According to Mission Guidelines, the state had plans for urban afforestation, beautification of public spaces, nature-friendly parks, pocket forests, avenue plantation, hedges and green creepers as view cutters, rooftop farming, kitchen gardens, vertical gardens and floriculture/ tall tree nurseries are some examples of activities that can be taken up. The state had also directed municipal authorities to enhance the ratio of open spaces to built-up spaces beyond minimum norms. The state also wants to implement a green plan on land available with public institutions including schools, colleges, universities, office complexes etc. The mission also encourages “Blue-ing” through conservation of water-bodies, encouraging water-based recreation (boating, fishing etc) and canal, water-front greening and beautification.
The state government has envisaged solar panels with net metering facilities on rooftops, canal-tops, bus-shelters and even on water-bodies on floating blocks or as sheds in car parking areas. LED lights in street lights and at all places including homes should be encouraged. All new buildings should be encouraged to be green certified. All norms laid down by ECBC (Energy Conservation Building Code), State Government Policy on Renewal Energy and Building Rules in so far as they relate to energy conservation matters should be followed.
Cycle tracks and cycle stands are also part of the project to encourage last-mile mobility in a safe manner and for this traffic control should also be made cyclist-friendly. Electric vehicles including e-rickshaws should be encouraged. Pre-paid quick charge stations should be available in fuel pumps. Wastewater recycling, rainwater harvesting (“Jal Dharo Jal Bharo”), energy-saving light sensors and efficient appliances should be adopted. Solid waste should be segregated and recycled and used to make RDF (Refuse Derived Fuels). While making the energy plan, efforts should be made to adopt a clear timeline with an annual reduction in net energy required out of fossil fuels so that after a certain number of years the city is zero energy or energy positive entity.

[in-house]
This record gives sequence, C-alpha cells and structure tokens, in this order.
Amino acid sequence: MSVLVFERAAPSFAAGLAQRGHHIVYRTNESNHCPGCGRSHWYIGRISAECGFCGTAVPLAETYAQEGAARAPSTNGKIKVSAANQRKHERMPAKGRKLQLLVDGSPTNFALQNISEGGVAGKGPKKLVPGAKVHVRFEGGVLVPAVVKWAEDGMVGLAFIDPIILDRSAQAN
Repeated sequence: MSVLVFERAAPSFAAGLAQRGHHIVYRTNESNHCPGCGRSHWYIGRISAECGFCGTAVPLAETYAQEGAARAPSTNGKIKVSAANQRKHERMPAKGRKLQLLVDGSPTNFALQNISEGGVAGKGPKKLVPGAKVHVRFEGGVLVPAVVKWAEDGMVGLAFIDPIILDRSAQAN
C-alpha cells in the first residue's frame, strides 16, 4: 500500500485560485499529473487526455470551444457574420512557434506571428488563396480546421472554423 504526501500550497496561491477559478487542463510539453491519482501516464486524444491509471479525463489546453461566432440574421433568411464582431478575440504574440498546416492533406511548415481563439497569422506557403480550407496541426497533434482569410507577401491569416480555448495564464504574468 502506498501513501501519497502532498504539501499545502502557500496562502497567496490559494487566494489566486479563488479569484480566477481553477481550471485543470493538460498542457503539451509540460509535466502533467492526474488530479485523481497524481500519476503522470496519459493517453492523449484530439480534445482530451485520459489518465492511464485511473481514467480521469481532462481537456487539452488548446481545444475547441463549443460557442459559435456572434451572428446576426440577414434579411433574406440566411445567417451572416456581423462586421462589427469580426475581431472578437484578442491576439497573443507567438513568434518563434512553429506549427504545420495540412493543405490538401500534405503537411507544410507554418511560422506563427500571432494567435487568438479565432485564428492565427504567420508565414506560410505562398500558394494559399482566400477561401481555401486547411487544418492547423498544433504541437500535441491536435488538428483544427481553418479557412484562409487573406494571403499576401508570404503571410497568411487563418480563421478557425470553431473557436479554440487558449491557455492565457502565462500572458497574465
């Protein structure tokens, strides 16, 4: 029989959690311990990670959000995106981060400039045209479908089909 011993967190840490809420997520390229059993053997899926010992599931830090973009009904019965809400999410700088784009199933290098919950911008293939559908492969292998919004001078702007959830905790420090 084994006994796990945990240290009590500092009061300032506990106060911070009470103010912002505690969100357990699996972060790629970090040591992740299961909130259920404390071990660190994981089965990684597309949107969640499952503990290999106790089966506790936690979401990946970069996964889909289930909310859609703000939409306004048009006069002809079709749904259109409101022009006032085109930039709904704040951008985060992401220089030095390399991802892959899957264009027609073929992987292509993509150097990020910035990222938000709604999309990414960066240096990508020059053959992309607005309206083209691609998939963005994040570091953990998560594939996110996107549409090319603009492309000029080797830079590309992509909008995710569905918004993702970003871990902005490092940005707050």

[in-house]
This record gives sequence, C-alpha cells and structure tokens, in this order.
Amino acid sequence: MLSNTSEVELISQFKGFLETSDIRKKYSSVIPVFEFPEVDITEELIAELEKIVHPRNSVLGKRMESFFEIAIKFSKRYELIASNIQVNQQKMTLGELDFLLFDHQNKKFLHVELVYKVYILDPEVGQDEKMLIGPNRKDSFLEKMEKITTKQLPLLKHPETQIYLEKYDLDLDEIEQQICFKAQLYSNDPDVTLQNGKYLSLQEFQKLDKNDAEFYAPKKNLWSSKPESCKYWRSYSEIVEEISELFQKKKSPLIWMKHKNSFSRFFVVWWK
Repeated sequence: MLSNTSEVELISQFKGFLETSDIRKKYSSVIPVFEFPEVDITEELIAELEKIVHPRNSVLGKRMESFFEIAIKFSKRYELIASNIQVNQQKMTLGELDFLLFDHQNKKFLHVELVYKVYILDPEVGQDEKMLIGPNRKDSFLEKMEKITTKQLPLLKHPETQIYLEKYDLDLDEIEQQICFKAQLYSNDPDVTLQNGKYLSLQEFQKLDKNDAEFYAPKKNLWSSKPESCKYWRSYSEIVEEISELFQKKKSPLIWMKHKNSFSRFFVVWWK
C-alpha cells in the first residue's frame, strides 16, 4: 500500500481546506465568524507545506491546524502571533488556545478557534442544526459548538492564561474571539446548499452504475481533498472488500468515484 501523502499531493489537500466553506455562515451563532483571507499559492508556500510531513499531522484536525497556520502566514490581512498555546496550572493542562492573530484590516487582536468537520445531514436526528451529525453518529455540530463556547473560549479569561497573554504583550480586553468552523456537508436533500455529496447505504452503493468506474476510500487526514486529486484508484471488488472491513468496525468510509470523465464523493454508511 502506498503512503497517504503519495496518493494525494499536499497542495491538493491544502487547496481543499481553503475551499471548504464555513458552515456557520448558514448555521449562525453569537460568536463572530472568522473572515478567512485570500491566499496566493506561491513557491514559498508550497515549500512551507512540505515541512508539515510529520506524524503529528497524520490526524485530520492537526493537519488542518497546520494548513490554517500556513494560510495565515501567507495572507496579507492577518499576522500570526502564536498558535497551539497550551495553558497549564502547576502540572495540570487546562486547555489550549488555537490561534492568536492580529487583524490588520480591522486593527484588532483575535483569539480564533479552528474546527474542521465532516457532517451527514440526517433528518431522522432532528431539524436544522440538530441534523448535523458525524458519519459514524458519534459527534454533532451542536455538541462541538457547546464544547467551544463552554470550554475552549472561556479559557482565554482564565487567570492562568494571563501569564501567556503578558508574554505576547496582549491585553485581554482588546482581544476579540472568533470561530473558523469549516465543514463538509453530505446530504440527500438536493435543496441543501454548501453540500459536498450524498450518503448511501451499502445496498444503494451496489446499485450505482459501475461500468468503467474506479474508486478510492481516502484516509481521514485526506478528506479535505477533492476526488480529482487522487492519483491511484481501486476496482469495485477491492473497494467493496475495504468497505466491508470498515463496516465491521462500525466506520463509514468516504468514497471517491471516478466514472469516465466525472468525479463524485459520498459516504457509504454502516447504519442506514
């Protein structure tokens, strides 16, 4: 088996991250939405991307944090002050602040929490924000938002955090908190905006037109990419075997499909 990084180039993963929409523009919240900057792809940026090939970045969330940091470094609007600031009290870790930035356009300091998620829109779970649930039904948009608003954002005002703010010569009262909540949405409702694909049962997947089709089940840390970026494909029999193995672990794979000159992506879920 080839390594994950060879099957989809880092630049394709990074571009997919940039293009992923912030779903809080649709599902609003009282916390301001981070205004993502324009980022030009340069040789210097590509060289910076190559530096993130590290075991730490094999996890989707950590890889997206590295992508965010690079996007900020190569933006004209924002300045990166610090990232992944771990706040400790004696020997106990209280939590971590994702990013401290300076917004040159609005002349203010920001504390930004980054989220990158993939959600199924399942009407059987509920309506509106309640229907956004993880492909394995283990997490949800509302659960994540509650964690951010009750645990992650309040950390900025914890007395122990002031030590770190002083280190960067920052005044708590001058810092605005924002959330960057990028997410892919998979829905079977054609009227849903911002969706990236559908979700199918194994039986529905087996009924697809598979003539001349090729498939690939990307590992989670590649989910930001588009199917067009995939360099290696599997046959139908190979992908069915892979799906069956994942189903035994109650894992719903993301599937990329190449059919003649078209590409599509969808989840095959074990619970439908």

Some ideas from foreign land
Urban planners need to find innovative ways to weave green development with sprawling infrastructure. In the large cities where land is very precious, the developers tend to utilize every inch of space for commercial purposes by just managing the rules of the municipality. It is not always possible for cities to dedicate sprawling parks in every neighbourhood and commercial areas but city planners and municipalities need to weave nature into city design for giving relief to its residents. Many studies have suggested that people love living close to nature and perhaps, that is why hill view, park view, sea view, lake view apartments and properties are sold at a premium.
In an article published in National Geographic Magazine, Jonce Walker, who works in sustainable design in New York City, says that pockets of nature function like “acupuncture” for residents. “Small, strategic interventions offer relief to people who live in cities. We must be careful not to erase nature out of cities, and work on putting nature back in.” In the article, Walker points to projects such as Paley Park and PARK(ing) Day, a movement to convert metered parking spots into temporary public spaces that began in San Francisco and spread to other cities.
In New York, it’s similarly represented by Street Seats, a seasonal program allowing benches and chairs, surrounded by landscaping, to be installed on streets.